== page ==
For sales professionals, everywhere.
I have the good fortune of working with several tile showrooms. The process of buying and selling hard surfaces is a bit different from selling furniture and lighting, but not that different. They are still retail sales interactions and sales interactions involving designers or contractors…so more similar than different.
As happens in lighting, the more complicated the product, the more complicated the salespeople are apt to make the interaction and conversation – thinking they need to talk
on and on about the product, either to try to communicate its value at that price or to establish confidence with the buyer. In both cases, talking too much is just talking too much.
What occurred to me in a call last week was how salespeople can make simple sound simple. Let’s say the retail customer came in looking for tile for a backsplash. A single product and a permanent application, so the stakes might seem high, but they really aren’t. The salesperson could say something at the outset of the conversation, like: “Thanks for considering us…we do these projects every day..they are pretty simple and here’s what tends to happen. Do you have a measurement of the space and a sample of the countertop?” (if yes, great, continue. If no, say, “Good…we will find a couple of tiles you like and make this work”). To continue with HOW the process works: “Today, we will select a couple of tiles that you like, you will take them home and see how they look in the morning and at night and with your countertop, and before you leave we will schedule a time for you to come back. You will be able to confirm the measurements and which tile you prefer. When you come back, we can place the order. It’s simple and we like to keep it that way.”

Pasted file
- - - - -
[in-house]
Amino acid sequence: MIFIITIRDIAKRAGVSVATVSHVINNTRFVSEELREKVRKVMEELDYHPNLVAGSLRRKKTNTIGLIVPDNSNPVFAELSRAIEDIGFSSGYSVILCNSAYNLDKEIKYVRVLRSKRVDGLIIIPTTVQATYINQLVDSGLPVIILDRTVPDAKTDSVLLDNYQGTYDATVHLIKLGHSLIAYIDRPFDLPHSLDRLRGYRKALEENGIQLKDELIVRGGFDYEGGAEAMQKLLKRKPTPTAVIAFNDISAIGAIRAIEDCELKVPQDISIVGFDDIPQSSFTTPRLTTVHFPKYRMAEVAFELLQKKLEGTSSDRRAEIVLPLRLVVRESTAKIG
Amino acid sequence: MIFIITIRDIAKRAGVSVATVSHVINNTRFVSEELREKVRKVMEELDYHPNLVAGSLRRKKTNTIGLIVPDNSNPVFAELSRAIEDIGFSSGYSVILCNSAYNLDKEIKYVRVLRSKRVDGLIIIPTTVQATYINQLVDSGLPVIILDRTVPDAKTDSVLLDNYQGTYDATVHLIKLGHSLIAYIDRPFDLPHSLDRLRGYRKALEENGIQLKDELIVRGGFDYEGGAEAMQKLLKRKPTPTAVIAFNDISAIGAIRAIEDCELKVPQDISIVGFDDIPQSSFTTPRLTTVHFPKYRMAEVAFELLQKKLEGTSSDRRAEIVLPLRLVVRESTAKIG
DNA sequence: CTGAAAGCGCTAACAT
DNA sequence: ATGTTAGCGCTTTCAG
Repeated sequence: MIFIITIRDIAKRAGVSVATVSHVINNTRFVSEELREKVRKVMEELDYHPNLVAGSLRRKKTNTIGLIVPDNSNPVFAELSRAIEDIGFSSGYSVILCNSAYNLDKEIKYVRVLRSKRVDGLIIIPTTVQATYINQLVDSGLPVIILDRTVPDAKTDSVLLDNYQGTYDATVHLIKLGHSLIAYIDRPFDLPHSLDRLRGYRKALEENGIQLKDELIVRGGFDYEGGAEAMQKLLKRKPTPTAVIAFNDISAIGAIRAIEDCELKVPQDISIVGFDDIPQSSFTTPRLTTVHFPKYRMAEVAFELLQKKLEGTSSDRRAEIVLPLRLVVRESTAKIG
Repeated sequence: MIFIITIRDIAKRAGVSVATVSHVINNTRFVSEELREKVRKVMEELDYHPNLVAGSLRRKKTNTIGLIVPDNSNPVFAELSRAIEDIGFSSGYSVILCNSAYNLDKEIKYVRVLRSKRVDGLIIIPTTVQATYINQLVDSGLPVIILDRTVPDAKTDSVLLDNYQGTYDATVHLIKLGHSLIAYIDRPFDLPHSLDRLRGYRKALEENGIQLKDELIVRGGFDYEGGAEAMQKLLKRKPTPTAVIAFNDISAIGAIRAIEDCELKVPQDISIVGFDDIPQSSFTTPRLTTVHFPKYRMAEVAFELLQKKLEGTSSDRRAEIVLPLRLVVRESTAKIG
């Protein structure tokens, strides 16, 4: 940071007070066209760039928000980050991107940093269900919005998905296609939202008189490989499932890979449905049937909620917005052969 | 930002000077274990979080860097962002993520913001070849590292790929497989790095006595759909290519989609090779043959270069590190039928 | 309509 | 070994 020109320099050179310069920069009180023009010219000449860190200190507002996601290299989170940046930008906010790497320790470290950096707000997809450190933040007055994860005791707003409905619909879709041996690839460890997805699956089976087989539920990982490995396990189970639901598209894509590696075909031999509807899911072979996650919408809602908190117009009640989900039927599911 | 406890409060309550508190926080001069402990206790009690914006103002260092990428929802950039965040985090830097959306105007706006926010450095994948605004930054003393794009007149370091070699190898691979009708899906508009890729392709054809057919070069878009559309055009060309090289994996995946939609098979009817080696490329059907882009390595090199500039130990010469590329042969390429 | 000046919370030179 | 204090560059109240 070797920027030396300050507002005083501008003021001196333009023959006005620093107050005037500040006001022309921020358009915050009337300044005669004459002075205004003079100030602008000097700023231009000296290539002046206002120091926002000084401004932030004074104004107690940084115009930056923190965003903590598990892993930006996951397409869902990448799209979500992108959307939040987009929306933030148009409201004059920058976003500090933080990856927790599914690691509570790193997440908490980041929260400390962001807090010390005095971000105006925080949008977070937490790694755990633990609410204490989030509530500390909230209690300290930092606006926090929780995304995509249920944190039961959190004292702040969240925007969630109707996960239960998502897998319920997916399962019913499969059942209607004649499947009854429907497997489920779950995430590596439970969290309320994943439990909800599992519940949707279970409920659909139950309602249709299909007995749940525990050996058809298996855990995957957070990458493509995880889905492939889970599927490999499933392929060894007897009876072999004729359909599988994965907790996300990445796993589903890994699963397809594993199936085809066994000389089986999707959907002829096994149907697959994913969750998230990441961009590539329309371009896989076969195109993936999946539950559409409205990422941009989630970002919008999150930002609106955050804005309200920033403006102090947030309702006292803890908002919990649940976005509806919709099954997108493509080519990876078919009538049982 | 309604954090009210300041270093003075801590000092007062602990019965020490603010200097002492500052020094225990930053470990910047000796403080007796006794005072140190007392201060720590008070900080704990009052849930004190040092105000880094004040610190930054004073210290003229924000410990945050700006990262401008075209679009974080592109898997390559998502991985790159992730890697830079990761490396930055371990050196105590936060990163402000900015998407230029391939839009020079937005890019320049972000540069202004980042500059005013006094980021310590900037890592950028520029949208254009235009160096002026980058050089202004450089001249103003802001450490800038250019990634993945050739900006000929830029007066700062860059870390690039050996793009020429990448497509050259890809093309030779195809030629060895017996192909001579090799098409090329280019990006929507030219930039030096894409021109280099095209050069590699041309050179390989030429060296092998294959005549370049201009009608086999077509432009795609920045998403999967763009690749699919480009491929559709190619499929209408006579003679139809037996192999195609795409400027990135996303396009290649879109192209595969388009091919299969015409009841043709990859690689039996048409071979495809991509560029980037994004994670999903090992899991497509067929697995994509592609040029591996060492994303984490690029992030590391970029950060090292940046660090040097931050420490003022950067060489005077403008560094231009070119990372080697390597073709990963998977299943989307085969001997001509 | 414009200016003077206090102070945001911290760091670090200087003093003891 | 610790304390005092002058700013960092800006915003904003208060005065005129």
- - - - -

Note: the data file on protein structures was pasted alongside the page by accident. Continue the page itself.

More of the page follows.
Will this work exactly like this every time? No. Does it need to? No. What it will do is keep the simple simple…and not complicate what is not a complicated process. Try it and let me know
(And yes, I know that the salesperson can also sketch the space and change the countertop and the floor tile…that’s for another blog. 😉)
Now, go sell something.